Ms. Shaffer announced the intent to change the company’s name to their newsletter subscribers and in a public statement on the their social media pages on June 9th. In the statement, Shaffer explained that the timing was in response to and support of the Black Lives Matter movement and the nationwide protests for racial justice. The Shaffers named the company for Black Dinah Mountain on the island of Isle au Haut, Maine. However, the name “Black Dinah” can also refer to a generic term for Black female slaves. There is no recorded history as to why the Isle au Haut landmark bears the name Black Dinah (also spelled Black Dina on some maps).
In a public statement on her social media pages on June 19th, Shaffer wrote, “I have always imagined that if Black Dinah Mountain was named for an actual person or persons, she was strong and powerful and wise. But I’m beginning to understand that it is not my place, nor the place of my brand – perceived or actual – to use her name…for profit or to push my own unrelated agenda.”
Today’s Maine Sunday Telegram includes an article about Tin Pan Bakery owner Elise Richter,
Like many other small, independent business people in this pandemic year, Elise Richer is tired.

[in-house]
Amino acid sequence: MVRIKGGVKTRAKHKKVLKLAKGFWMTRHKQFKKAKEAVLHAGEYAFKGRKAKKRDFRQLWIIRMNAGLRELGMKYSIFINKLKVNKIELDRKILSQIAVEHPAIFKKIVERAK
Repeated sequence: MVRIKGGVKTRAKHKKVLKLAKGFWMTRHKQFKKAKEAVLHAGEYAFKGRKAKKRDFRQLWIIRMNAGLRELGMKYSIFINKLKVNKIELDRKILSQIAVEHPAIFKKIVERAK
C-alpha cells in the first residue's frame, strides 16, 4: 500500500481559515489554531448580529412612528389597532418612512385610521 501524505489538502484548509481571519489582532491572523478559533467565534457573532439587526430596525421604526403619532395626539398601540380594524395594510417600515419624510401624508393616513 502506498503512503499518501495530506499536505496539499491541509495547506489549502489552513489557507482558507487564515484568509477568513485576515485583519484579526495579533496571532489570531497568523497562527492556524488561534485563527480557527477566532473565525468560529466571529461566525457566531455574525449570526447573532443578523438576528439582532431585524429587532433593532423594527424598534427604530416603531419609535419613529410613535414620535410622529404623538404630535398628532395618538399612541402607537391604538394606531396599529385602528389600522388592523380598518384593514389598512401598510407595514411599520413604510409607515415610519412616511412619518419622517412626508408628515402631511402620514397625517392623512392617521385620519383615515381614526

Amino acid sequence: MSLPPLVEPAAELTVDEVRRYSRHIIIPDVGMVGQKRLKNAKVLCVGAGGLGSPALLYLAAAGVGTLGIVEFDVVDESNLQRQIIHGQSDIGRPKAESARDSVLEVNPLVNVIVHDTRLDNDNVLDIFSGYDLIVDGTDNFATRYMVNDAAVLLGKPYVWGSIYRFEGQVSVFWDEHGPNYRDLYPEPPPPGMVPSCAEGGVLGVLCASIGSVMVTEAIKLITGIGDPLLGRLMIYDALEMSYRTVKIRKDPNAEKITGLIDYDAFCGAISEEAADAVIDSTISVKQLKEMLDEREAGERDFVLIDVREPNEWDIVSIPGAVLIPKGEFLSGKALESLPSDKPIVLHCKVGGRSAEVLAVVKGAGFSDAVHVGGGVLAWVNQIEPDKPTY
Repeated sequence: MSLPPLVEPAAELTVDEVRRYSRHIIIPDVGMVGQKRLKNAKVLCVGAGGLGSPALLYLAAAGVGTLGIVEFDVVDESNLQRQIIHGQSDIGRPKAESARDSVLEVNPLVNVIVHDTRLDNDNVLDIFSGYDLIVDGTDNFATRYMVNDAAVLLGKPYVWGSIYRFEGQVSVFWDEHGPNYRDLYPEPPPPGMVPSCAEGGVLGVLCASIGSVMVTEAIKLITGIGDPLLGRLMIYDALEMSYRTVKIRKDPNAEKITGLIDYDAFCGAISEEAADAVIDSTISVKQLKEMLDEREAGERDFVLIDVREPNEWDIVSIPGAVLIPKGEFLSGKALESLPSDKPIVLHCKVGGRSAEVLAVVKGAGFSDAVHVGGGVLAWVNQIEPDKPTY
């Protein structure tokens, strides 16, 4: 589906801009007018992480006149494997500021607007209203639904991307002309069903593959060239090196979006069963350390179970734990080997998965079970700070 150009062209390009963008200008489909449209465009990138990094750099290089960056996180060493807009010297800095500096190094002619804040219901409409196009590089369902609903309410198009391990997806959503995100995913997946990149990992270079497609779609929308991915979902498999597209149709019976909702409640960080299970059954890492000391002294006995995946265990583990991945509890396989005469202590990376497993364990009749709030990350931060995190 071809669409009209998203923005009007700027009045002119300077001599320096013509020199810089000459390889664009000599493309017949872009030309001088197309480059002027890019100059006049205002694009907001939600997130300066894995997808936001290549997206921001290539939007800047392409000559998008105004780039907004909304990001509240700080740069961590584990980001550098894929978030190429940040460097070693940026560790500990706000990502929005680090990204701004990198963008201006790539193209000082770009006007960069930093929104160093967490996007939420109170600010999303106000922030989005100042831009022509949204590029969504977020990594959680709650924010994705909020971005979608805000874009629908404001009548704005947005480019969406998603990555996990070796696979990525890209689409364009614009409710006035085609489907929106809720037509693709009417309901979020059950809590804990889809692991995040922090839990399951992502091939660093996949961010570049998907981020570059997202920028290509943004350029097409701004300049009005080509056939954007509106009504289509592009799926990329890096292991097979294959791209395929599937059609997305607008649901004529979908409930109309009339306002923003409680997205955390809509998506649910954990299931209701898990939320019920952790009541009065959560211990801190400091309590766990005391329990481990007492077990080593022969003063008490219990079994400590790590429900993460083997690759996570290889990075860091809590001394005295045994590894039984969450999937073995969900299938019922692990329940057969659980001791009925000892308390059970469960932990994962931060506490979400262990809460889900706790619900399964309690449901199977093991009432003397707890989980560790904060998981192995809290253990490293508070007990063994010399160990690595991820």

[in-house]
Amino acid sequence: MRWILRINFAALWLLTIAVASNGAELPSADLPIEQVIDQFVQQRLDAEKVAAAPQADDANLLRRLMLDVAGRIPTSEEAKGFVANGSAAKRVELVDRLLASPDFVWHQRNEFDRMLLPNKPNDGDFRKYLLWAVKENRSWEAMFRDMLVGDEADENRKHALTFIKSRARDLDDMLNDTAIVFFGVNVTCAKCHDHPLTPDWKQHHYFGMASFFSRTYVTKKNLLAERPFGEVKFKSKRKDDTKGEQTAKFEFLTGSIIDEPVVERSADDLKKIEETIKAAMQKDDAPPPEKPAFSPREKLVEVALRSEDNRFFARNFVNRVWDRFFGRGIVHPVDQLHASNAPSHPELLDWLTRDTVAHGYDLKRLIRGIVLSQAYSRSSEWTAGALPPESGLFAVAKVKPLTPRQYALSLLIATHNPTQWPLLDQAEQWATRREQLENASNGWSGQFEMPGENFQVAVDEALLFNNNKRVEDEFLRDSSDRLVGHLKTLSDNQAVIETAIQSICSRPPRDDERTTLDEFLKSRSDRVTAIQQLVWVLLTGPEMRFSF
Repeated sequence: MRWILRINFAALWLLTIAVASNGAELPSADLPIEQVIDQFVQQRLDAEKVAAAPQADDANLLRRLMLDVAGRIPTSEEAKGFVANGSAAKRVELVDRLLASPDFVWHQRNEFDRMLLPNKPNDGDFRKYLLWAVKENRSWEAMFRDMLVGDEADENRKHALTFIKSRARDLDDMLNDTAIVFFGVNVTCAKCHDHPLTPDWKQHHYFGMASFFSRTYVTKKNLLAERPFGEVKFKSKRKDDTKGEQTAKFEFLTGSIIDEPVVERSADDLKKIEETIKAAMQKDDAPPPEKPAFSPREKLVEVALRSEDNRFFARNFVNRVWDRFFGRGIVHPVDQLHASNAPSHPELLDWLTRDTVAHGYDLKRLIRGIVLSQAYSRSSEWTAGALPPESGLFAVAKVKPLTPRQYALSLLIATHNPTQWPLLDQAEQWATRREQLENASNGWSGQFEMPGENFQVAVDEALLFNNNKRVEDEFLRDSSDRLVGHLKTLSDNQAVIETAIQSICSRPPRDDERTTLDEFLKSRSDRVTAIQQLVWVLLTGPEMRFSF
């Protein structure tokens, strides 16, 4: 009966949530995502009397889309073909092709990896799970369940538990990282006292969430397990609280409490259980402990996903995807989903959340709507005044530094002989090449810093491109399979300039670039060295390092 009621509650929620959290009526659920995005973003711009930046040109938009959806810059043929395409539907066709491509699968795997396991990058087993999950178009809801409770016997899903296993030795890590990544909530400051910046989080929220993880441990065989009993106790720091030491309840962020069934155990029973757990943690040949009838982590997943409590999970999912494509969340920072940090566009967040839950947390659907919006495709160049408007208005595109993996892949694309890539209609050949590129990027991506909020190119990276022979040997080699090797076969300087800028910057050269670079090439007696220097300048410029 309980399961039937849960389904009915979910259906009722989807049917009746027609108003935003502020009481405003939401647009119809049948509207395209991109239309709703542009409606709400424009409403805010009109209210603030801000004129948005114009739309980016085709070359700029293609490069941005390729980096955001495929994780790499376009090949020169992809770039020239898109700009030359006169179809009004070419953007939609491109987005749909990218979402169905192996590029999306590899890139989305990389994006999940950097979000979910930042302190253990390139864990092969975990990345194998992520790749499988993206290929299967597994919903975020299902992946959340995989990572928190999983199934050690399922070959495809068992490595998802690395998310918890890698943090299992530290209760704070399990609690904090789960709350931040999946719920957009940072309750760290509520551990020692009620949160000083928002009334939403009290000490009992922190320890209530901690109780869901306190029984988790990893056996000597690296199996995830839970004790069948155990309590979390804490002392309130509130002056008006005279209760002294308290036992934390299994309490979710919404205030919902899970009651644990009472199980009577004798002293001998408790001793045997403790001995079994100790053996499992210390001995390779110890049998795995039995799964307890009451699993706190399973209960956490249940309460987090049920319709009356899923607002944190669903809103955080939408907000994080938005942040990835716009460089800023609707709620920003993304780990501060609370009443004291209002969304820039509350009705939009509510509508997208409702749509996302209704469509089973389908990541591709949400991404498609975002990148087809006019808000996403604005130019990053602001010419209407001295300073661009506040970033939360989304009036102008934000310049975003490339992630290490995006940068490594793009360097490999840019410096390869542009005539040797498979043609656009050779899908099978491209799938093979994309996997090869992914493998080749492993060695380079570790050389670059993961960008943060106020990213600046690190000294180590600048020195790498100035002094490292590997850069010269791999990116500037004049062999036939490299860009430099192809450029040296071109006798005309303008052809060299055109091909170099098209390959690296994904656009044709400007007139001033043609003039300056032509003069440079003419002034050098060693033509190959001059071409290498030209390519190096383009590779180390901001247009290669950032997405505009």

She has been forced to rethink many aspects of her homey Tin Pan Bakery in the Nasons Corner neighborhood of Portland, from its packaging and pricing, retail sales and recipes to its menu options and online ordering system.
and an article about managing front of house customer relations during a pandemic.
Four years later, owners and managers across Maine find themselves getting involved in their businesses in a more visible way. They still pitch in behind the scenes, but these days, their skills (and authority) are being marshaled to help waitstaff, bartenders, bussers and hosts (collectively called the “front of house”) navigate the choppy waters of pandemic-era customer service.
The Food & Dining section in today’s Maine Sunday Telegram talks with business owners about the current state of the restaurant industry, and explores the need for federal and state programs to help them survive.
In Maine, especially in Greater Portland, small, independent restaurants are a huge part of both the economy and culture, drawing visitors from all over the country who come here to explore the city’s food scene, named the best in the nation in 2018 by Bon Appetit. Many of these restaurants, often owned by the chef, have suffered enormously during the pandemic, and say that efforts to help them so far have not been enough. The state shut down restaurants in mid-March and allowed them to reopen in June, initially only to outdoor dining in Maine’s more populated counties, then two weeks later to indoor dining with requirements for capacity, spacing, mask-wearing and sanitization – measures that cost money to implement and reduced the number of customers that could be served, on top of those unwilling to dine out because of the health risks.